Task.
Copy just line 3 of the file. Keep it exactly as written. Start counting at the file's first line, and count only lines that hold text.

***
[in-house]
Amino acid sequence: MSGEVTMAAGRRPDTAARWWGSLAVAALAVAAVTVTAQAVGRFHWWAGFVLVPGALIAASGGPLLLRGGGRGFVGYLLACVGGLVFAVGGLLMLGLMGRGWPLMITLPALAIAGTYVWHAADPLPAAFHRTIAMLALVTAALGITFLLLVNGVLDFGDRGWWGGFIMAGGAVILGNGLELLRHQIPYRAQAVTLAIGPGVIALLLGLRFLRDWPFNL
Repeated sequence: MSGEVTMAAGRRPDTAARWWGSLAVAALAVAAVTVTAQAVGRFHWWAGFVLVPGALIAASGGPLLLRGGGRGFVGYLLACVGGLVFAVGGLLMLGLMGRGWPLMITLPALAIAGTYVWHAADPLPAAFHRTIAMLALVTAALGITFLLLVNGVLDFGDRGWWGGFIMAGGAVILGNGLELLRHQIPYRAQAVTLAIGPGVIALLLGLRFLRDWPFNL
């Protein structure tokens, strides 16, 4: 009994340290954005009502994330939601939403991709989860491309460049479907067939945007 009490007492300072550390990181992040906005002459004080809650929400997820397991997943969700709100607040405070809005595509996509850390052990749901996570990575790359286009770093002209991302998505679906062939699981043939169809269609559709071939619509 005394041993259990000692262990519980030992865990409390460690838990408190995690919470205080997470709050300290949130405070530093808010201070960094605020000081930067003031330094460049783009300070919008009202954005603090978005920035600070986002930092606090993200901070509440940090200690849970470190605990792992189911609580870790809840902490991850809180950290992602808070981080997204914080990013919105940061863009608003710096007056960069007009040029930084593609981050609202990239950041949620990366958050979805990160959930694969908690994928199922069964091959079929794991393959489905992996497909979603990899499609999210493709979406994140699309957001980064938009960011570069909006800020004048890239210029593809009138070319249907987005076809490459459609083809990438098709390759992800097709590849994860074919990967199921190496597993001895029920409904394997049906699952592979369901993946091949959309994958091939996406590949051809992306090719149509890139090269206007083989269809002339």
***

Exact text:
Repeated sequence: MSGEVTMAAGRRPDTAARWWGSLAVAALAVAAVTVTAQAVGRFHWWAGFVLVPGALIAASGGPLLLRGGGRGFVGYLLACVGGLVFAVGGLLMLGLMGRGWPLMITLPALAIAGTYVWHAADPLPAAFHRTIAMLALVTAALGITFLLLVNGVLDFGDRGWWGGFIMAGGAVILGNGLELLRHQIPYRAQAVTLAIGPGVIALLLGLRFLRDWPFNL